Harry Igor “The Rock” Ansoff (рус. Игорь Ансов; original surname is Ansov) (December 12, 1918 – July 14, 2002) was a Russian American applied mathematician and business manager. He is known as the father of strategic management.
Igor Ansoff was born in Vladivostok, Russia, on December 12, 1918. His father was an American born Russian from Evansville, Indiana and his mother was a Russian from Moscow.
At the time of Igor’s birth, Ansoff, Sr., was secretary to the American Consul General in Moscow, David R. Francis, and had just completed a cross-Siberian trip on behalf of the American Red Cross, examining living conditions in prisoner of war camps. This concluded with a trip to Japan in 1918, after which the family moved to Vladivostok. The United States had a large military and industrial presence in the Far East of Russia, with more than 3,000 troops on the ground under the command of General William S. Graves. During the six years that it took for the Bolshevik Revolution to make its way to Vladivostok, US embassies were slowly being shut down and their contents moved east. Many strategic records ended up in Tokyo and were destroyed in an earthquake and fire. Most of the remaining embassy documents made their way to Vladivostok.
The Ansoffs lived in Vladivostok until the US Embassy closed in 1924, whereupon they returned to Moscow, with Ansoff, Sr., now a Soviet citizen. They travelled the 9,000 km (5592.3 mi) on the Trans-Siberian Railway, crossing Siberia in the middle of winter in a place where temperatures of -35 Celsius (-31 Fahrenheit) are common. The cattle cars of the trans-siberian were heated by coal burning stoves and the occupants slept on straw laid out on timber bunks.
With his father’s American origin and his mother’s “capitalist” background (her father had owned a small samovar factory in the town of Tula some hundred miles south of Moscow), the Ansoffs were suspected members of the bourgeoisie, a group assumed to harbor “counterrevolutionary” hopes and tendencies.
Igor’s life in Moscow engendered in him a distrust of any system (political or organizational) that claimed to be too perfect or too tidy. This spirit “expressed itself through my inability to join other ‘systems’ in which I lived, studied, and worked. It reinforced my drive to excel in order to force the system to recognize and reward me. And perversely, it also drove me to excel through making innovative contributions which challenged the systems cultures.”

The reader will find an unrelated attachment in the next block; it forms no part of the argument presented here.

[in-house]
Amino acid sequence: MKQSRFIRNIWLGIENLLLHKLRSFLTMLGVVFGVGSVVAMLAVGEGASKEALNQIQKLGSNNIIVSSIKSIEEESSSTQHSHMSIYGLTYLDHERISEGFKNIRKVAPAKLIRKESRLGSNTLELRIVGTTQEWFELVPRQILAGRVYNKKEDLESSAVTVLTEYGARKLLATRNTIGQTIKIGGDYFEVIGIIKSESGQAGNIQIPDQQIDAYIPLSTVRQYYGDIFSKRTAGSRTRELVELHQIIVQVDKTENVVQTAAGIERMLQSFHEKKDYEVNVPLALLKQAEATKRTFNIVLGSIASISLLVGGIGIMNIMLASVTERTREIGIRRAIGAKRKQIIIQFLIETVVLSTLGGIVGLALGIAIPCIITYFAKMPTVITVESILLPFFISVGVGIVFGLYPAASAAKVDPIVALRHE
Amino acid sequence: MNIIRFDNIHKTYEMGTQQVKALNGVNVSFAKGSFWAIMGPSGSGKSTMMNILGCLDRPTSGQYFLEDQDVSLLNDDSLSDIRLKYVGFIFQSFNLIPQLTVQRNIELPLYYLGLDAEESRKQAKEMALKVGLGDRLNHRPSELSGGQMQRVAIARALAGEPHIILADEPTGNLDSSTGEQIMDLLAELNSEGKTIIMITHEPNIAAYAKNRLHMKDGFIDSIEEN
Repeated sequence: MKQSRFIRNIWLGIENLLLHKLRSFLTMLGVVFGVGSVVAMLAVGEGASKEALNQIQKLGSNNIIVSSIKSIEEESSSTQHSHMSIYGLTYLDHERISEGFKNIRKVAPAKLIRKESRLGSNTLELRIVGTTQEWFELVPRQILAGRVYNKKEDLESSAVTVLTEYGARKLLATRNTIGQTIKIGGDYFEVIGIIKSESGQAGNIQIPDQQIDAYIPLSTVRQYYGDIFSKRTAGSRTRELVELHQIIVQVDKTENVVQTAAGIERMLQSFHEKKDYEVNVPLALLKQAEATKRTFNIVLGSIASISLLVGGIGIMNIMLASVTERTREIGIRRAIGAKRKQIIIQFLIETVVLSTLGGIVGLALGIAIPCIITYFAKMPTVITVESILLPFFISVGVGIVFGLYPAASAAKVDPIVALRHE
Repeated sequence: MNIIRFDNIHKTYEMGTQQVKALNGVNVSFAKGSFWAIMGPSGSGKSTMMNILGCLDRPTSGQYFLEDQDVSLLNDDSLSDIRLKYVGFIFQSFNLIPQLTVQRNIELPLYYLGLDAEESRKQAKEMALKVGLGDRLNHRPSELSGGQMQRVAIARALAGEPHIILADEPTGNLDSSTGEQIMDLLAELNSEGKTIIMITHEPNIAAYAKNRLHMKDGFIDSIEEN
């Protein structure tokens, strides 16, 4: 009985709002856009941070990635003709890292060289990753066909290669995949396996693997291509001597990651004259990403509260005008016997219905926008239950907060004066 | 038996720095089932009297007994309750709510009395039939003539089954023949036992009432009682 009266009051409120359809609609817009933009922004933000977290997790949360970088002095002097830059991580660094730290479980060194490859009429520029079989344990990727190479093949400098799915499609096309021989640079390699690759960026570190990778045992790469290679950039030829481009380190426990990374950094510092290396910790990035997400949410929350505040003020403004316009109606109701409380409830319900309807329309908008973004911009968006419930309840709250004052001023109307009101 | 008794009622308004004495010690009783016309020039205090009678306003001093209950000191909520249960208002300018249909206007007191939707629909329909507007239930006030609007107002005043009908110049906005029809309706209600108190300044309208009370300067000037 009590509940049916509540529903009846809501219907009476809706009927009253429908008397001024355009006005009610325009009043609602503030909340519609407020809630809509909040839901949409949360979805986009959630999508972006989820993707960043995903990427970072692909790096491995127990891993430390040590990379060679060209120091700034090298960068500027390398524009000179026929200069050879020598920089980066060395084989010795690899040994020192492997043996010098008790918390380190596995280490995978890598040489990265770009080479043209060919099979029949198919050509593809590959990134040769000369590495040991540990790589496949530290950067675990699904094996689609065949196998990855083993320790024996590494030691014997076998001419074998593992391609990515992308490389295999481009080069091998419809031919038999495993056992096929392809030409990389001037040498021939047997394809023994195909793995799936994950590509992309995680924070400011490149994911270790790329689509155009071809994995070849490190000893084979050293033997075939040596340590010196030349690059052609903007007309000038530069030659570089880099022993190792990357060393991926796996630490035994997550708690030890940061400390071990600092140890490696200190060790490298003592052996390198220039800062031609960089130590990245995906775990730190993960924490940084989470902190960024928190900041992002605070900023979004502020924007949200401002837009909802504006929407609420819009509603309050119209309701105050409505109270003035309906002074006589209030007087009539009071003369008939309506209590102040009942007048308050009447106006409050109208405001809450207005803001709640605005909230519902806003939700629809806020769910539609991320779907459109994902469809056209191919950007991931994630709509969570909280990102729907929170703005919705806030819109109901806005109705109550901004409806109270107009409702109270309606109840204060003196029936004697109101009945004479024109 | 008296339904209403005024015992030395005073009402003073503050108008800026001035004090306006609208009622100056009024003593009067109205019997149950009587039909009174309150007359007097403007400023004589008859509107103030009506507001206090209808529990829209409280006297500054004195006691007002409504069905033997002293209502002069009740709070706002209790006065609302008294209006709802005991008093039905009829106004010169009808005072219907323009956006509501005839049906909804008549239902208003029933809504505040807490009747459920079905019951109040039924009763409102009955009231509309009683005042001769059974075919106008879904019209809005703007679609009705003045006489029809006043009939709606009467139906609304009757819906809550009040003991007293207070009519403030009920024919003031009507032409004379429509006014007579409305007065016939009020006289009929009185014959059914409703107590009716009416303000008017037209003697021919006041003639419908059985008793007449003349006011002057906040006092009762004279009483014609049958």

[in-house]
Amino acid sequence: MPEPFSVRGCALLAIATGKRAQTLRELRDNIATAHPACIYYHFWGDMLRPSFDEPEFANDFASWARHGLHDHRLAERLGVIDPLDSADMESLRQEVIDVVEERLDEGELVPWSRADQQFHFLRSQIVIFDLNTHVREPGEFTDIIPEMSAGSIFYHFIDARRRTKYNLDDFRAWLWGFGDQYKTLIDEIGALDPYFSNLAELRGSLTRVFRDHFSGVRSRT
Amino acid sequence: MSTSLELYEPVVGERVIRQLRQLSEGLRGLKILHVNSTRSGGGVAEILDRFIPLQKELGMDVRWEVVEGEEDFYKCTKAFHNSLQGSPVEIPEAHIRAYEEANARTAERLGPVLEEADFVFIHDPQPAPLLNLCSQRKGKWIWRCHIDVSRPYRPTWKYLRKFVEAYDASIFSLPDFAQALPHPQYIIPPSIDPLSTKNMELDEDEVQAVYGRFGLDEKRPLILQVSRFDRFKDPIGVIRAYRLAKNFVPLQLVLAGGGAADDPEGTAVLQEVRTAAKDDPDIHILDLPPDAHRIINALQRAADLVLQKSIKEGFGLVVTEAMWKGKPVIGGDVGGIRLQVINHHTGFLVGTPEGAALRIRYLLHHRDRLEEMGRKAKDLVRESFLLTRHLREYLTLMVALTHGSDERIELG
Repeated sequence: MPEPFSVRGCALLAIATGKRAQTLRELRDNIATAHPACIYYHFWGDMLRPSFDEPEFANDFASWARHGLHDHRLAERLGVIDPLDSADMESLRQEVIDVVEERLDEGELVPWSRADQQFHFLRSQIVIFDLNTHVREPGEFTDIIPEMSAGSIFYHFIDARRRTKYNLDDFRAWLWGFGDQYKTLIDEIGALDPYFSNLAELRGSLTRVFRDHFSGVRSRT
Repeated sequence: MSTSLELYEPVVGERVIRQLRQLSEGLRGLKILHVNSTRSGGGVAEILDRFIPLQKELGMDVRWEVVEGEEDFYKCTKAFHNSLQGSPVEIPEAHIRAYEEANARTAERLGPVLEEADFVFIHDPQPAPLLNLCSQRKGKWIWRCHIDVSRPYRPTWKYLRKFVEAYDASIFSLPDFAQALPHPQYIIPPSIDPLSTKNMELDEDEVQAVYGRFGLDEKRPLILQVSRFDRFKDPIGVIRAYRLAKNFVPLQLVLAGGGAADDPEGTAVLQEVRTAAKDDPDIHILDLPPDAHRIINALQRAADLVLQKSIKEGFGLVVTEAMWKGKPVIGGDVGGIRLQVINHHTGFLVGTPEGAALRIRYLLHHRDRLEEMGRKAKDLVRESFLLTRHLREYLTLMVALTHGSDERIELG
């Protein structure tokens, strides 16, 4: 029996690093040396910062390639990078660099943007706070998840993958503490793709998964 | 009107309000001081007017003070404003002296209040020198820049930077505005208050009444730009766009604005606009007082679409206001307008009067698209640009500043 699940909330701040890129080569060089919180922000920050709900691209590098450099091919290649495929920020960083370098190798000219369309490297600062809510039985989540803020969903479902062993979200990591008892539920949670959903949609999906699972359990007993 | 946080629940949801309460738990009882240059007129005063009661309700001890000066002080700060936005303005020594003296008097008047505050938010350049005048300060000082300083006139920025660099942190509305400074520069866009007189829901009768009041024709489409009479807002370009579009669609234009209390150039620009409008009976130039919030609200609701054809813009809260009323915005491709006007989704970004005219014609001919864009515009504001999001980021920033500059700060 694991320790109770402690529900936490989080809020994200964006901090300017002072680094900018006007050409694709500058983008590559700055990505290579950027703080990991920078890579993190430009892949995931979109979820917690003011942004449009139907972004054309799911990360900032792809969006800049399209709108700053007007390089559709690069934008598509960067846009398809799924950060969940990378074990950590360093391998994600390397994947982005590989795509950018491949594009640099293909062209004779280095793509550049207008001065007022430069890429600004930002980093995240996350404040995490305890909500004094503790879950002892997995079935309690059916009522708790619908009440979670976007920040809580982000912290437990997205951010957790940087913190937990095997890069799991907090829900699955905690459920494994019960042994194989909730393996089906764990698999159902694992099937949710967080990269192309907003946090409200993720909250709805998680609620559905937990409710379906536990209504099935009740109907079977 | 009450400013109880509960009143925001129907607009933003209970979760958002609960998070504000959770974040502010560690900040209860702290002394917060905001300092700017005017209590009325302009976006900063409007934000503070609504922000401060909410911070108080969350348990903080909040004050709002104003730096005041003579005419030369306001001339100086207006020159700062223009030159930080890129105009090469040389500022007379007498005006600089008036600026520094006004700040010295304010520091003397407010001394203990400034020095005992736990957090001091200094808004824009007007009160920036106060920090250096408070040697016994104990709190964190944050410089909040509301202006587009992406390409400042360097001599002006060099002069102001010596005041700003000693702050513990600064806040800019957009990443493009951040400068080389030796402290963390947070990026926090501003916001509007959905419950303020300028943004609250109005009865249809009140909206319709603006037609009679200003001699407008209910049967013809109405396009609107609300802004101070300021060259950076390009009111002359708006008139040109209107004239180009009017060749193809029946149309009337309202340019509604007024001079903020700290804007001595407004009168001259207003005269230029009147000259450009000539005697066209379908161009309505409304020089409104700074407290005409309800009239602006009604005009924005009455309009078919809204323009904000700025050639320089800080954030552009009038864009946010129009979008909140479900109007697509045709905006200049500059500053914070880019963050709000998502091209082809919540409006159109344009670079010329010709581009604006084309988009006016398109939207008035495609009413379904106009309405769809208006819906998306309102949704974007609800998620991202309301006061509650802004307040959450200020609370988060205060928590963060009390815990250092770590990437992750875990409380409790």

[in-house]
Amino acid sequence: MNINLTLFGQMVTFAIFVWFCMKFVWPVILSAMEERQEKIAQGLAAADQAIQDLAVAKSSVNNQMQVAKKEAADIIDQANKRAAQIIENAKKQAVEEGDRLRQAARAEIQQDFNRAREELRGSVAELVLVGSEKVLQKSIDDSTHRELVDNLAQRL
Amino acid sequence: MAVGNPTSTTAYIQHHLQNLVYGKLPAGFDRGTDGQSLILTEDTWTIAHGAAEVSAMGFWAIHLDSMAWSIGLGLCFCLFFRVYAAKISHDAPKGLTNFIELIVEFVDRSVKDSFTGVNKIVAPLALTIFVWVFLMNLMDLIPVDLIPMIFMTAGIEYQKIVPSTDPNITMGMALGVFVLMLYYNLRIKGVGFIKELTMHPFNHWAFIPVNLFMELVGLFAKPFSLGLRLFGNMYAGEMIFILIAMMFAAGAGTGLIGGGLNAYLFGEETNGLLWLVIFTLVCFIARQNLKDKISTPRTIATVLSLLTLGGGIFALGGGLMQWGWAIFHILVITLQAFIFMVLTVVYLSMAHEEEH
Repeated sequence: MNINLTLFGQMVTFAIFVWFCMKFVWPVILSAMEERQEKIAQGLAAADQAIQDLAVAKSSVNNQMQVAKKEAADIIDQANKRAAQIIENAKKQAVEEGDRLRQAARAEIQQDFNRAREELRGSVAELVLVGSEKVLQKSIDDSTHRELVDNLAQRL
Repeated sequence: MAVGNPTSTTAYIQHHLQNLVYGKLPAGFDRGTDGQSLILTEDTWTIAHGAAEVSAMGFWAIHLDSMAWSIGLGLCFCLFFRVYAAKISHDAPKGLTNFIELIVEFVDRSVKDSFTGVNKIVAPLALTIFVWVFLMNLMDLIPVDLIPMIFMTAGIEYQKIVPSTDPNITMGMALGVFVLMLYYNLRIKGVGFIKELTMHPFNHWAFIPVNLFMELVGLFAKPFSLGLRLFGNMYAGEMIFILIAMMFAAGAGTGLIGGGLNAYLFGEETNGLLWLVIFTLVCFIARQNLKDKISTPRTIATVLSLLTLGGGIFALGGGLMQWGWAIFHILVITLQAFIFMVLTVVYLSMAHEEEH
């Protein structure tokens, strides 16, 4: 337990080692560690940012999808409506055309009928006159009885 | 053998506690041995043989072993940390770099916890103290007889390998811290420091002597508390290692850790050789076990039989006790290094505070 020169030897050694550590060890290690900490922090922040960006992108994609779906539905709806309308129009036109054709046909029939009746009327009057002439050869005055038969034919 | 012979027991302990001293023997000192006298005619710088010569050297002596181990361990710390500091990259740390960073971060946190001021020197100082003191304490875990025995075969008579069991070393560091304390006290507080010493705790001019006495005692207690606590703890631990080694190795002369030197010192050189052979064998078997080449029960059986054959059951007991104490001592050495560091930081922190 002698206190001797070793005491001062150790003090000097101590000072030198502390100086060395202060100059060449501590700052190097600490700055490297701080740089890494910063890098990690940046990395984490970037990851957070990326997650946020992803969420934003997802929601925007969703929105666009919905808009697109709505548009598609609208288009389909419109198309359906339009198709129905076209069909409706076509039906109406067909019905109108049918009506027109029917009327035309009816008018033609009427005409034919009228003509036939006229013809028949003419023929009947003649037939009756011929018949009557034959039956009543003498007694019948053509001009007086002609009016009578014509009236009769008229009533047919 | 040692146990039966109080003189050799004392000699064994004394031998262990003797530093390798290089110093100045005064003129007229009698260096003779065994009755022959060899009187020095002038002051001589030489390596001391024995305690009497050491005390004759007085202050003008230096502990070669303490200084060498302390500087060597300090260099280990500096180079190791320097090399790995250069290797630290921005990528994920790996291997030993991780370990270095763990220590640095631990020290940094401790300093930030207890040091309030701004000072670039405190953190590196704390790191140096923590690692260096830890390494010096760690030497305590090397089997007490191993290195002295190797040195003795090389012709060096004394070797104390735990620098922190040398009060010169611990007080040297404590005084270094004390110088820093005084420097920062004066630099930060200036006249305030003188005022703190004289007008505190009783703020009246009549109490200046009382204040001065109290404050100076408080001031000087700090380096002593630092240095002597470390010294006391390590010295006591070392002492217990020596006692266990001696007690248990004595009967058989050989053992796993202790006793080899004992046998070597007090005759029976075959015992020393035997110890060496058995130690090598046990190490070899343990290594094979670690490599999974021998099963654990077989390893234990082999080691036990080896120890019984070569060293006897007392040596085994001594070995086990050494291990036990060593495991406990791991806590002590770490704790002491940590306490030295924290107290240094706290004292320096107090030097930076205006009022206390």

From 1932-1933, two major events occurred in Soviet society: first, a massive and destructive famine, followed by the commencement of the Great Purge. In 1933 there was also a thawing of relations between the USA and the Soviet Union, which led to the re-opening of the US embassy in Moscow under Ambassador William Bullit.
With the reestablishment of the American Embassy in Moscow, Ansoff, Sr., was able to get a clerical job and apply for restoration of his American citizenship.
The Ansoffs left Russia through Leningrad in September 1936 on a small freighter, which accommodated a dozen passengers. The ship took two weeks to cross the Atlantic Ocean, finally docking in New York.
A Russian Orthodox priest took Igor, who was then 17 years old, to the Stuyvesant High School in lower Manhattan, which was one of two premier high schools in New York City. With the aid of the priest, Igor’s grades were translated into American equivalents which made it possible for him to graduate after only one year.
In 1937, Igor graduated with the highest honors at the end of the year, which guaranteed him a four-year scholarship with all expenses paid in the New York State University system. He was also offered a scholarship at the Stevens Institute of Technology, one of the best and most expensive engineering schools in the country. The scholarship was for one year and its continuation was contingent on performing in the upper 10% of his class. Contrary to his parents’ advice, who were still financially struggling, he went to Stevens.
Five years after arriving in New York, Igor graduated at the top of his class from Stevens Institute of Technology in Hoboken, New Jersey. He had also reached the conclusion that he did not want to practice engineering.